Is Steak au Poivre still a thing? I don’t think I’ve seen it on a menu in decades. I certainly haven’t eaten it in an awfully long time. I think I’ve probably cooked it, but not in living memory. I don’t even know if I particularly like it. It’s steak. With peppercorns. That must be good, right?
So, let’s make some steak. It all starts with a couple of pieces of thickly cut rump steak.
Next, I coarsely grind up a mixture of black and white peppercorns, and then sieve that to remove any dust (otherwise, the steaks will be too hot, apparently).
I press the pepper into the sides of the steaks, followed by a little salt.
And then cook them in a hot cast-iron pan.
Once they’re almost done, I add some butter and baste the steaks with it. Then, remove the steaks and let them rest a few minutes, add cognac and meat glaze to the pan, and whisk it into a sauce.
I served the steaks with chips (naturally), roasted asparagus (it’s in season, get it while you can), onion rings (who doesn’t love onion rings with steak and chips?), and the sauce poured over the steak.
Well, steak is delicious. This steak was, I’m sure, delicious too, except the steak was smothered in peppercorns which completely swamped any flavour the steak might have had. Don’t get me wrong, I like peppercorns, but here they were just a bit too much. I think I’d rather just have a nice piece of steak and add a little ground pepper to taste. As it was, the pepper completely dominated.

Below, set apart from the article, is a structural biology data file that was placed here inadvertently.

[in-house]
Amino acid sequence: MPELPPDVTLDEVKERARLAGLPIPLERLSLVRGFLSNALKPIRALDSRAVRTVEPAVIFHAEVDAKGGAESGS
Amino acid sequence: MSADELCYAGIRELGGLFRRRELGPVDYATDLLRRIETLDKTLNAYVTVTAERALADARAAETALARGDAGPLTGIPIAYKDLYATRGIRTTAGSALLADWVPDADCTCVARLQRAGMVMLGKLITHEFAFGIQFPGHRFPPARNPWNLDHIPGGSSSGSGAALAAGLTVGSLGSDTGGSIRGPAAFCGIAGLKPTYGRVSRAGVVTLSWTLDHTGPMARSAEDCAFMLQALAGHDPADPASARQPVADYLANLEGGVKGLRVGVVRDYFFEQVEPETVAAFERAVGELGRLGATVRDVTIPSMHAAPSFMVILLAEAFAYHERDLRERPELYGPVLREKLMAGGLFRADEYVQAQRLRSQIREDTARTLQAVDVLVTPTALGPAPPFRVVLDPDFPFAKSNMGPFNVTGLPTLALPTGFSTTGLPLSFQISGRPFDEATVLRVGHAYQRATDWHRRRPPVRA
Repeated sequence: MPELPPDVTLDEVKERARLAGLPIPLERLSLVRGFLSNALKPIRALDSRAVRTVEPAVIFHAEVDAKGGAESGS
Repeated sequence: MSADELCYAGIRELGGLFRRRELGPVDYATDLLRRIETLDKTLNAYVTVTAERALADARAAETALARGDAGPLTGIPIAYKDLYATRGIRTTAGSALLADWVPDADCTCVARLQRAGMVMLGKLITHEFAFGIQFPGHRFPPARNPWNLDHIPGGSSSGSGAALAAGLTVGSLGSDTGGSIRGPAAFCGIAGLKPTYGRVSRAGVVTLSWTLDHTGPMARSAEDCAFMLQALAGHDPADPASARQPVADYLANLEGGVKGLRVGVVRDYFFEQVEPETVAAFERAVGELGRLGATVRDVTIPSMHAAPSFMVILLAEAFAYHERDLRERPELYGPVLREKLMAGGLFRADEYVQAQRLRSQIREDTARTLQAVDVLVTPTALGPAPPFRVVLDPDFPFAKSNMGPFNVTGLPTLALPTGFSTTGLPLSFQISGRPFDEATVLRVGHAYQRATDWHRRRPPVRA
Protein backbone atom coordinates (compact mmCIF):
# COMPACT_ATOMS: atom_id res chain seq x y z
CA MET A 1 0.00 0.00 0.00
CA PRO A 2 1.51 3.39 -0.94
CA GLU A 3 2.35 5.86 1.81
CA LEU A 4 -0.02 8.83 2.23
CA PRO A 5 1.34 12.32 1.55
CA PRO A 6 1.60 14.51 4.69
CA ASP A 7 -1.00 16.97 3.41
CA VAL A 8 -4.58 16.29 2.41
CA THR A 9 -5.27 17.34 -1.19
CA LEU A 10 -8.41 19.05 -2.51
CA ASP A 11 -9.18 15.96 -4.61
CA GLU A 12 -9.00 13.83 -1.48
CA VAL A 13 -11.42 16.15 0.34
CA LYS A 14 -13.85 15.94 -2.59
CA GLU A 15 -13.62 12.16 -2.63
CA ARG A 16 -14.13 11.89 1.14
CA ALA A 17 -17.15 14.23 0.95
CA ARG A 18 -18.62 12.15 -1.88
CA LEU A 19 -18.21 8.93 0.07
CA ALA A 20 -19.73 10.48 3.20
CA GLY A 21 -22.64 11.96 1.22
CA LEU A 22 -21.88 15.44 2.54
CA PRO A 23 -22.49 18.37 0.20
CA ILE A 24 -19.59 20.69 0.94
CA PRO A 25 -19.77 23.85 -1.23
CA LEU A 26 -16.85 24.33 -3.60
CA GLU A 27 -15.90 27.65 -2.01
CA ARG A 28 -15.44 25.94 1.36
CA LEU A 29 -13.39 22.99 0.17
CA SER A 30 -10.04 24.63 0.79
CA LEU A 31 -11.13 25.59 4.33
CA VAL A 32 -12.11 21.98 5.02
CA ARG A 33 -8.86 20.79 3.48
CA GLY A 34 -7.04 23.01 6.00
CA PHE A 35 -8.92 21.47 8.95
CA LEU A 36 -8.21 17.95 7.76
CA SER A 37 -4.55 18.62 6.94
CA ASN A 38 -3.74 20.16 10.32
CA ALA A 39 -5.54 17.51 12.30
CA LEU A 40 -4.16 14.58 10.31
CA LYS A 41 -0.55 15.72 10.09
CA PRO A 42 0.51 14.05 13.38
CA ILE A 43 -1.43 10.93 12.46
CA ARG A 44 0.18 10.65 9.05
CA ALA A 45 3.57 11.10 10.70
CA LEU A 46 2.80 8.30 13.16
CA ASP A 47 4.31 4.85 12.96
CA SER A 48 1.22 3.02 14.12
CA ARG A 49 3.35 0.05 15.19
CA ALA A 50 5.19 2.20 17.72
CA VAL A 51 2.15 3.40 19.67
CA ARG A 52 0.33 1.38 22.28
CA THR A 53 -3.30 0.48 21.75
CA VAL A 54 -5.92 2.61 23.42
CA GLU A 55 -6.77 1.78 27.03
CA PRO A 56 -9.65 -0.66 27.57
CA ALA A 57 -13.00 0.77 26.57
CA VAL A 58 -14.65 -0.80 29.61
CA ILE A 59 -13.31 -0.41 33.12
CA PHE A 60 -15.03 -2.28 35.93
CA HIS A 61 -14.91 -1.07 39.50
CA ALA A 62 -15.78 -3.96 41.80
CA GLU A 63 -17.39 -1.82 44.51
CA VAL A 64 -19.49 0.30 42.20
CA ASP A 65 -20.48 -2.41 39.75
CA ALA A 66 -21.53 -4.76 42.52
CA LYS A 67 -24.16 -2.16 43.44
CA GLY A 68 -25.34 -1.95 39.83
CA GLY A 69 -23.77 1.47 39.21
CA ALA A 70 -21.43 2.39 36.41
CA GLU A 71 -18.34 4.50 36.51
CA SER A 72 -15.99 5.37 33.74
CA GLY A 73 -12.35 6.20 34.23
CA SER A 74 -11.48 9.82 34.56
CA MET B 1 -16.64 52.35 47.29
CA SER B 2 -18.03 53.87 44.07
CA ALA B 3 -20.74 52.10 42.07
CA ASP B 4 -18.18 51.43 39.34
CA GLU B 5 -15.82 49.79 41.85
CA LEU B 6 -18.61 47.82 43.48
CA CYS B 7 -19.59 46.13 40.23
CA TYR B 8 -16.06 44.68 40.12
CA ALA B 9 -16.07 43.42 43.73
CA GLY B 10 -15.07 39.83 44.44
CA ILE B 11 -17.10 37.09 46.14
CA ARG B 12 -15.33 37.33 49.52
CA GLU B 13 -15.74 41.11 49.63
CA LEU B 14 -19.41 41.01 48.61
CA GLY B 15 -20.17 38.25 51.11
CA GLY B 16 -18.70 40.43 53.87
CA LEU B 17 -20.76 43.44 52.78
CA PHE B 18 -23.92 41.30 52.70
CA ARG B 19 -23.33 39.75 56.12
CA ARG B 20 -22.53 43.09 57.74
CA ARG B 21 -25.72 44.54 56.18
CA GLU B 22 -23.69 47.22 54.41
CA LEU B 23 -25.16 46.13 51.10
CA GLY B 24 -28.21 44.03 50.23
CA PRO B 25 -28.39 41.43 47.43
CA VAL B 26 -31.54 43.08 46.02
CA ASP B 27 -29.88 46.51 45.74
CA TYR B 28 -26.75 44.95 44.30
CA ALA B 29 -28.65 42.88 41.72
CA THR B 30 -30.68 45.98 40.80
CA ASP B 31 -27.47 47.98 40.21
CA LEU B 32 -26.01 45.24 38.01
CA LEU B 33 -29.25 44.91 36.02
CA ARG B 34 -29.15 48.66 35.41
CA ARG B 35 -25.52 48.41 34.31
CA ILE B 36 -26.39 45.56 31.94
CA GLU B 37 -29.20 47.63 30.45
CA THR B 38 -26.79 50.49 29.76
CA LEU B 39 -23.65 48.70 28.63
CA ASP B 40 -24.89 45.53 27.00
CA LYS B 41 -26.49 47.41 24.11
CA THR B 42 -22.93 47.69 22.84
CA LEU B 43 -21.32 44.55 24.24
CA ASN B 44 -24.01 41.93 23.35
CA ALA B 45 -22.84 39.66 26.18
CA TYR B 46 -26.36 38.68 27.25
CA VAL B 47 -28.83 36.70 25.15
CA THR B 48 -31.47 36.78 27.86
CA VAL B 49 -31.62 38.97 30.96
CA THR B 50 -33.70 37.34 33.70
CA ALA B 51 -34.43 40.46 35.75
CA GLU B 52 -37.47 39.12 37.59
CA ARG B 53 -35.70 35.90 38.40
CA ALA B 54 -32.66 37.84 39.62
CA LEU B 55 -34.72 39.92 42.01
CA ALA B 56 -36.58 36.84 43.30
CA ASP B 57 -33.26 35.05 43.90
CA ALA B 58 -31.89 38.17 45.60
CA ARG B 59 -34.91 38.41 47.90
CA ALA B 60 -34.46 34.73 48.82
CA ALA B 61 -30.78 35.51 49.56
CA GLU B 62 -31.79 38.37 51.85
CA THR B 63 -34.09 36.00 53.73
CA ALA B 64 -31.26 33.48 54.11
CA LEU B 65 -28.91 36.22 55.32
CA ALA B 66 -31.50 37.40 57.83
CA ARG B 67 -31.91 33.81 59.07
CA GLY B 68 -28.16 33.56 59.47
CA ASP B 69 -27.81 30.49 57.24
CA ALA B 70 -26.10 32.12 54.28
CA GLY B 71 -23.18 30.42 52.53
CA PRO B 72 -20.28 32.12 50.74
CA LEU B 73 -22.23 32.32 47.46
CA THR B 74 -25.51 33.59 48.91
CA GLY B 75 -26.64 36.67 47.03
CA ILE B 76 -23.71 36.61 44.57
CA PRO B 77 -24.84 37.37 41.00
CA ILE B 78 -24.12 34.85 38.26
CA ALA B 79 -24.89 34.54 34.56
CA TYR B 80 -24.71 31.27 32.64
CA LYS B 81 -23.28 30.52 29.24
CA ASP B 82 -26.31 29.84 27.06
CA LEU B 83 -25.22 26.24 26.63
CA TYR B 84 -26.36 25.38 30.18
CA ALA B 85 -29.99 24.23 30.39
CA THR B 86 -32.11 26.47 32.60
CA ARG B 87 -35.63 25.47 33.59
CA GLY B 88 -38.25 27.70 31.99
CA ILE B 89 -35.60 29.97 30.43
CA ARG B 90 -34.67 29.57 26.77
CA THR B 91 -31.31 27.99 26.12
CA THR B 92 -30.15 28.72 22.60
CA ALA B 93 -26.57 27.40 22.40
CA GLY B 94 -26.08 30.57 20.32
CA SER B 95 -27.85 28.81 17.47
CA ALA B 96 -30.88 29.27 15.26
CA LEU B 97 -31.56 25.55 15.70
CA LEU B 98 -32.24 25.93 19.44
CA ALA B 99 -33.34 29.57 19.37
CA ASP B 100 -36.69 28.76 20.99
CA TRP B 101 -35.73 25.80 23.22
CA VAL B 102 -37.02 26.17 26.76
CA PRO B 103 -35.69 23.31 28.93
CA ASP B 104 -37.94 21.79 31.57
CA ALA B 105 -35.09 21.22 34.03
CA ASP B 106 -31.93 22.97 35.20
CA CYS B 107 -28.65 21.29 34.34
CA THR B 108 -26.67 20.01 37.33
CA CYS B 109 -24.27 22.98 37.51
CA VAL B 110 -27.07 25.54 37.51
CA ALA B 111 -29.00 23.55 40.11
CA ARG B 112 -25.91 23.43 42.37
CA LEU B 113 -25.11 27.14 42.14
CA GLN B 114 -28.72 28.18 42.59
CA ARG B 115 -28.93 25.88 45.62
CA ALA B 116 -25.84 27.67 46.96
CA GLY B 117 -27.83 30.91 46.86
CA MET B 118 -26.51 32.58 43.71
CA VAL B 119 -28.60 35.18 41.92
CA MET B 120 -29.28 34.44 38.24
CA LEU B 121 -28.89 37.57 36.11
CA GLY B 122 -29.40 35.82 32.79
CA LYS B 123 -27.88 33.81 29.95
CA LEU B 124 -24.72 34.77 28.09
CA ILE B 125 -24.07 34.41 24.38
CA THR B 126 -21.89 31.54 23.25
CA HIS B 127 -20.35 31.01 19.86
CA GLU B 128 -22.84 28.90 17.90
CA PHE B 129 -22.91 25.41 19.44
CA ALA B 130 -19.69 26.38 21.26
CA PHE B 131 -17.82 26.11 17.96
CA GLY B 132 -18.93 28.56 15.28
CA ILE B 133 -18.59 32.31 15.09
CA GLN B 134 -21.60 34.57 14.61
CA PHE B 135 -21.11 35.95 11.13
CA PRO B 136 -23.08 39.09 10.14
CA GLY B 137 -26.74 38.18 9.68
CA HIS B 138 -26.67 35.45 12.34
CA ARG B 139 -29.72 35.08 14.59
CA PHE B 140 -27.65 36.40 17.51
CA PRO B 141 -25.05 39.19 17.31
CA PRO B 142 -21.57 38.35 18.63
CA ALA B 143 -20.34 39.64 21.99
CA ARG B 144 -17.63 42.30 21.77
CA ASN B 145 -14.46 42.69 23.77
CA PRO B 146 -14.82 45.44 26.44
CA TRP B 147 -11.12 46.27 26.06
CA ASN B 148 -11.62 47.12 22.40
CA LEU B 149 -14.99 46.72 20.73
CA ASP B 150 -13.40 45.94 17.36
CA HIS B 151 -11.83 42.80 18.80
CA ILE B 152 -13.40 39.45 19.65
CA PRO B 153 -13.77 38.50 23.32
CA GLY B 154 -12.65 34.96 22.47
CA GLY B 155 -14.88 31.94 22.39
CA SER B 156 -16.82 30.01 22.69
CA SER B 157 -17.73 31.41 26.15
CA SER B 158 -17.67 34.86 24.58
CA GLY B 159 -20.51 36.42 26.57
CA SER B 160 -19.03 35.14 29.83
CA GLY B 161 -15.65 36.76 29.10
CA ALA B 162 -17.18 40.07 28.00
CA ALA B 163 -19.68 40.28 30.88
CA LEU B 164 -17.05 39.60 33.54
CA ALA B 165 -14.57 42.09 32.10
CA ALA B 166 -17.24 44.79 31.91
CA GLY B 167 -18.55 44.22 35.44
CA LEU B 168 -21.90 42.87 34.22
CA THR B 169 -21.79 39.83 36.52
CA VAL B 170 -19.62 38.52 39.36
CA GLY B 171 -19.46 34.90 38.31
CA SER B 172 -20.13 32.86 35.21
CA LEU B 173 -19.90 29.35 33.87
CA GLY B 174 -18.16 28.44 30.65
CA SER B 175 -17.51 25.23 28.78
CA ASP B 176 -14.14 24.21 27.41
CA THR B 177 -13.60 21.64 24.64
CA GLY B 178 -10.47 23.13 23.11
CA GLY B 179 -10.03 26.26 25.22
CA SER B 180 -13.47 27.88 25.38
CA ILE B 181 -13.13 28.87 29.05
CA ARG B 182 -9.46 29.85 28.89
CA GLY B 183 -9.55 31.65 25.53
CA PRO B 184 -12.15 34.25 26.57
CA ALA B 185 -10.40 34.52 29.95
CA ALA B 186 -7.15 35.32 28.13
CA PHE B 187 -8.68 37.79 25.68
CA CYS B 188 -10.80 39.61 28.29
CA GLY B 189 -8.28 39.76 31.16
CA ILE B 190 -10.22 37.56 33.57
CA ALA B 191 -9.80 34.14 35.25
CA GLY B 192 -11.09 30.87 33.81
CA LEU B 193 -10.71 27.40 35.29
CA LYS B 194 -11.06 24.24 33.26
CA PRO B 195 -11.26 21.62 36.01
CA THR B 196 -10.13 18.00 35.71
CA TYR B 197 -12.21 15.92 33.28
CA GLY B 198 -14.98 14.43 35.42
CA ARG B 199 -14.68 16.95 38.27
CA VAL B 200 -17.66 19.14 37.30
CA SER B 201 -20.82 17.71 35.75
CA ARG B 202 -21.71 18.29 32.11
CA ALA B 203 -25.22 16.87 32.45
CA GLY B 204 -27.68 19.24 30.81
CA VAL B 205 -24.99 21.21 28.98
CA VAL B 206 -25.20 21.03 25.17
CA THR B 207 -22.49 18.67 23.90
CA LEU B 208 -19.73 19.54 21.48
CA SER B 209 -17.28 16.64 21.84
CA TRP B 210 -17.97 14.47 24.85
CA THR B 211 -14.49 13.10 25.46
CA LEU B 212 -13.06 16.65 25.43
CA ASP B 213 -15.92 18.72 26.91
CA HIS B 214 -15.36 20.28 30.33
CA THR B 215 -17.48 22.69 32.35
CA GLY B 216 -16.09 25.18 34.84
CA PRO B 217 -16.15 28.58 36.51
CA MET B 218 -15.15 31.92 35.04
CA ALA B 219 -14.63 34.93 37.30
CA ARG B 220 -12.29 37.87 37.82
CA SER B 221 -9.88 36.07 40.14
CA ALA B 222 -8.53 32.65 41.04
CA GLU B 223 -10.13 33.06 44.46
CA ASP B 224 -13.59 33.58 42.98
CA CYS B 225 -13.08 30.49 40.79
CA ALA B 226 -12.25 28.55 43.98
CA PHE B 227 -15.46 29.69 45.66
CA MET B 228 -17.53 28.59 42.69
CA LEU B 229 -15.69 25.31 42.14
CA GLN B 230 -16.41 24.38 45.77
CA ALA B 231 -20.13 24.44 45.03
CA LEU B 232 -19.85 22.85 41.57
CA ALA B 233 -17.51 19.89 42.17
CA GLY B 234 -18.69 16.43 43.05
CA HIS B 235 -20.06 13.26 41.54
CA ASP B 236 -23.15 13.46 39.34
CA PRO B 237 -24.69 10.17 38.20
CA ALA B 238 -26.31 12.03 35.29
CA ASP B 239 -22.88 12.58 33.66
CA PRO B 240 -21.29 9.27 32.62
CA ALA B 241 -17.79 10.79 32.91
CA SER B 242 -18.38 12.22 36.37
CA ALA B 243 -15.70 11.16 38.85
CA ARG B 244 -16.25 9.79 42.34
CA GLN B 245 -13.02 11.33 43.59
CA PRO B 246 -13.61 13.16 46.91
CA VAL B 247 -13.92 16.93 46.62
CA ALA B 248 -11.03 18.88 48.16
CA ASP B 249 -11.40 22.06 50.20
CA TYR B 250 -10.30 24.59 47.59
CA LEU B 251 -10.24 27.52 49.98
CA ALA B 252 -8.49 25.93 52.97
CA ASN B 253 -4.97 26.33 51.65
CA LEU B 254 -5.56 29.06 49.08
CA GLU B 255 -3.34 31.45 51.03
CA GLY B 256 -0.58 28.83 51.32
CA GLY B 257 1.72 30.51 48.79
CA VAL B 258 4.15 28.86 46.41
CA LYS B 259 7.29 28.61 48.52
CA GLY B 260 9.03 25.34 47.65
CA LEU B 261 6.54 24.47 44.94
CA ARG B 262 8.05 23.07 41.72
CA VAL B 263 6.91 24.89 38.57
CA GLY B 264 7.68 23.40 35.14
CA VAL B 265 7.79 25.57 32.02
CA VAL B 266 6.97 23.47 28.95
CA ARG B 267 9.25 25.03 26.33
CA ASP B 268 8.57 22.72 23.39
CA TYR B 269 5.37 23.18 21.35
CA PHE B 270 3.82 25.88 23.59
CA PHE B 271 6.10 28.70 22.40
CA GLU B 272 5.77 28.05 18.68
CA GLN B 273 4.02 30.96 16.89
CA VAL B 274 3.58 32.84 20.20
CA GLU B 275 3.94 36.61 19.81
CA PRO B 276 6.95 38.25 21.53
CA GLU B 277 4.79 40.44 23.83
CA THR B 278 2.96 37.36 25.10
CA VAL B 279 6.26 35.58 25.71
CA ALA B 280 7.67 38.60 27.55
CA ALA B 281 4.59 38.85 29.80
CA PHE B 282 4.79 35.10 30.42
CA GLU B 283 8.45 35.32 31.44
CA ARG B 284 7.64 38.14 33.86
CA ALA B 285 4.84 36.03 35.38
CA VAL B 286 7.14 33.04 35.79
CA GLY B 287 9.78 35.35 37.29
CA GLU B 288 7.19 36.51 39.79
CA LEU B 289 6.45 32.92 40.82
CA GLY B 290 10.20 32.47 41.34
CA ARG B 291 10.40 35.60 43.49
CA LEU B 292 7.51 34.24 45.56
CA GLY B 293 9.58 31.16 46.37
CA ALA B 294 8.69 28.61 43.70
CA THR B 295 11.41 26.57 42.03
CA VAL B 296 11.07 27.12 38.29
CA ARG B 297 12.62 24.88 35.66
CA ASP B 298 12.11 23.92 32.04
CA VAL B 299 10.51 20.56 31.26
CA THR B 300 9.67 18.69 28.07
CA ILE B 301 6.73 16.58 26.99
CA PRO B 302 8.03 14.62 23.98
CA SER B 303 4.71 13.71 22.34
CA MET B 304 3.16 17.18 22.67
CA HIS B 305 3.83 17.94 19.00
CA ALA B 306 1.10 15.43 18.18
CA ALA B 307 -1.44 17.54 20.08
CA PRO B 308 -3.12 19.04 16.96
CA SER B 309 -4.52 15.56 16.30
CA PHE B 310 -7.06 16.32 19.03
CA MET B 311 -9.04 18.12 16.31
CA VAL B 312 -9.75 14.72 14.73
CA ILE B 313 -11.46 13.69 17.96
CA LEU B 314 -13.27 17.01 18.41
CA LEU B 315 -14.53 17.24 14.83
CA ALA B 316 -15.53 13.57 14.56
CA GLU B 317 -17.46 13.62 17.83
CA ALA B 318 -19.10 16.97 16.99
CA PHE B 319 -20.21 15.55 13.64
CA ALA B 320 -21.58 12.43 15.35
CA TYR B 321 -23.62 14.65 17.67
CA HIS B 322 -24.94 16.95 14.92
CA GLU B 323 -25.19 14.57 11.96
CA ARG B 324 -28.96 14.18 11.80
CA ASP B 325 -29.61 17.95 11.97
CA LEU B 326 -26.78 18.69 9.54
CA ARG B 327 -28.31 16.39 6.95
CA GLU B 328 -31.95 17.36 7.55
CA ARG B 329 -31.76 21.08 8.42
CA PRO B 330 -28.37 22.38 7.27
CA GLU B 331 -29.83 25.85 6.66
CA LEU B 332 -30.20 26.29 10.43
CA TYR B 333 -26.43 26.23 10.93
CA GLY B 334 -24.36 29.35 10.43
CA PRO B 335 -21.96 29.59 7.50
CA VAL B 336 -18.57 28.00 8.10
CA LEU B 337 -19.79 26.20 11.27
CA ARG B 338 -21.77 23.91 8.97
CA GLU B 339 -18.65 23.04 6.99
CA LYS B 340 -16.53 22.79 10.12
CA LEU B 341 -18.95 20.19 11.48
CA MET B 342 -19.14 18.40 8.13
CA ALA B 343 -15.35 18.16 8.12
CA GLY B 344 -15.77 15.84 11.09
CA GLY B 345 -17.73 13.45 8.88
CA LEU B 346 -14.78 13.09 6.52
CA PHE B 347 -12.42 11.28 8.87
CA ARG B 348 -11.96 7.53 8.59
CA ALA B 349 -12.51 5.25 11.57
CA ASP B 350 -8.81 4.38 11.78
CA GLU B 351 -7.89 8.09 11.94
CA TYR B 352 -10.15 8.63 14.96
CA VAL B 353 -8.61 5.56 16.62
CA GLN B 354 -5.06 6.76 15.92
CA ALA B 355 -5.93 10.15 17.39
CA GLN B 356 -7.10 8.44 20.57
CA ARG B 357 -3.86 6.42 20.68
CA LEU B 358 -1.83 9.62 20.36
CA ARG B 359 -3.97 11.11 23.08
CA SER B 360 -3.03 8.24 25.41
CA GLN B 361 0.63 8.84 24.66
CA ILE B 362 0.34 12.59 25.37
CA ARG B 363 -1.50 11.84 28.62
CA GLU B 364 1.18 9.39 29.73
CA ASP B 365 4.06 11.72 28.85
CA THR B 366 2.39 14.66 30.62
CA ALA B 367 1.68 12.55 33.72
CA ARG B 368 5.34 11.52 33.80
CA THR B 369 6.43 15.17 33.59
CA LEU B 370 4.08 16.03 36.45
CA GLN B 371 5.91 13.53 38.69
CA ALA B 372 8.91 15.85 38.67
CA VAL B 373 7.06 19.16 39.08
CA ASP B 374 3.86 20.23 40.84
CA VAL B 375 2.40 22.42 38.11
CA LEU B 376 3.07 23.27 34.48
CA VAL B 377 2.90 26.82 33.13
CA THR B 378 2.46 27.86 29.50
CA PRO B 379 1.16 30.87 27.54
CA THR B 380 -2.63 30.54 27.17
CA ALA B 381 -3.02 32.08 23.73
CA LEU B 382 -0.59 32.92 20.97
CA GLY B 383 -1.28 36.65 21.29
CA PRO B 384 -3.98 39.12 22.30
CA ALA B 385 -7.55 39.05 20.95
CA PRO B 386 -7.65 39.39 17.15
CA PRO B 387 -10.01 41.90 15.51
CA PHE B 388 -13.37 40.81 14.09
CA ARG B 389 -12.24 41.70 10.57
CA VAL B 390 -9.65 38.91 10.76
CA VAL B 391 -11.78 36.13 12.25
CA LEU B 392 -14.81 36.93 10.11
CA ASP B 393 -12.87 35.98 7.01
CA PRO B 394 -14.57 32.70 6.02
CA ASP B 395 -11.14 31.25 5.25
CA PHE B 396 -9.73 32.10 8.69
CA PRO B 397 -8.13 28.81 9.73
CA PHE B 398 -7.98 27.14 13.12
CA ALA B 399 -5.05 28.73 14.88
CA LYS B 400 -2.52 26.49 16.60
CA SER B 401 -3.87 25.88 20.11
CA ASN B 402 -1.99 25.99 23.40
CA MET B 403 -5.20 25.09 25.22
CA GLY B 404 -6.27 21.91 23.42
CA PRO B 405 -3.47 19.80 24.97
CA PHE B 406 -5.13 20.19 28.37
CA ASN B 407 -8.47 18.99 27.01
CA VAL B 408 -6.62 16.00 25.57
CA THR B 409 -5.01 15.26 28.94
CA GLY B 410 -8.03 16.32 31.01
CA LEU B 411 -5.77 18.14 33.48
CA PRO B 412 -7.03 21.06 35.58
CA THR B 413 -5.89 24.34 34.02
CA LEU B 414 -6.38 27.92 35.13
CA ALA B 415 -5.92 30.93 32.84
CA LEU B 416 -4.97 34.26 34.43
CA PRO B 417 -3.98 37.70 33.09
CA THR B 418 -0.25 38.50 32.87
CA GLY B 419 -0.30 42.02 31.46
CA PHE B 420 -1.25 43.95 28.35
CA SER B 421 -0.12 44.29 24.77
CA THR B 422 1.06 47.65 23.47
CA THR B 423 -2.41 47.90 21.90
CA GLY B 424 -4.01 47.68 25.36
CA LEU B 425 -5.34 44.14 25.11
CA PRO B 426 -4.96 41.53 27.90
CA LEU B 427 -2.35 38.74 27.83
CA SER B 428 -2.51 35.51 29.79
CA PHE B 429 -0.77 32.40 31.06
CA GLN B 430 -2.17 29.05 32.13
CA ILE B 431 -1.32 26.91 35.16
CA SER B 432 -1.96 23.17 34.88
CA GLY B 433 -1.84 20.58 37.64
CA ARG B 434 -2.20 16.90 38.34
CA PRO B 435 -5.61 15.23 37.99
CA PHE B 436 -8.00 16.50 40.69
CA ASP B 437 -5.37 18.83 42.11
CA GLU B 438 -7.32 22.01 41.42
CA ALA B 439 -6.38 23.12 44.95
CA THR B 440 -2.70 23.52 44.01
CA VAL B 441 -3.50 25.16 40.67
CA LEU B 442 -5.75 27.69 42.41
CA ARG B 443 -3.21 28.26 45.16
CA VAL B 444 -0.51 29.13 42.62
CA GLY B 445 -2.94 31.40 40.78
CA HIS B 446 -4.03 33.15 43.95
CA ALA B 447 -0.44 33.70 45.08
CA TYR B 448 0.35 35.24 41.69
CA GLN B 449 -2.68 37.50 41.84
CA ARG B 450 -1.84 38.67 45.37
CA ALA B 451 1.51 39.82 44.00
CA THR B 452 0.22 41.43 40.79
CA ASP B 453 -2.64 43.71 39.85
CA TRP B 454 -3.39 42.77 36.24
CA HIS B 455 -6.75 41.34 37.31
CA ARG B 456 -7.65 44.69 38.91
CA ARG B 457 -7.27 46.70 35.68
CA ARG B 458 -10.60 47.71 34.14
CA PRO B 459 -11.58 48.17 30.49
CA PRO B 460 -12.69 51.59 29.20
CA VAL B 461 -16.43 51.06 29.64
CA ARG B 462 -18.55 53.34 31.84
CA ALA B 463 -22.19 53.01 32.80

So, all in all, not a great success. It wasn’t terrible, by any means, but not a great way to use a good piece of steak. I doubt I’ll be making this one again. The onion rings were great though.
Some of the recipes in this classic cook book have really held up well over time. They are delicious and they still appeal to a modern palate. But some of them do not hold up well. And I’m afraid Steak au Poivre is one of them.
I love steak. But I want to taste the steak. I like a creamy peppercorn sauce with steak, but I want to still be able to taste the steak. Sadly, with this recipe, I could not taste much of anything other than the extremely overpowering pepper.
If the pepper were just in the sauce it would be easy to just leave most of it. But the steak is encrusted with the cracked peppercorns, I mean thickly encrusted. And then it’s fried so that the pepper forms a crust on the meat. The first mouthful was a surprise. The second and third mouthfuls were challenging and then I had to start trying to scrape the pepper crust off the meat. I managed to remove some of it, but because it was fried onto the meat it had stuck pretty well.
I imagine that in the 1960’s (the heyday of this dish) people were so unused to spicy food that this was a sort of right of passage. A bit like a vinda loo is now to youngsters eager to prove to their friends that they are not going to be beaten by a few chillies. I have no desire to “prove” anything when I eat my dinner. So this dish was very much not for me. I didn’t like it and I would never order it.
Waste of a good steak if you ask me.
6/10 – (because the meat was nice underneath)
It does seem like a touch too many peppercorns for my liking. I’d rate this dish a 5/10, and that is perhaps erring on the side of generosity.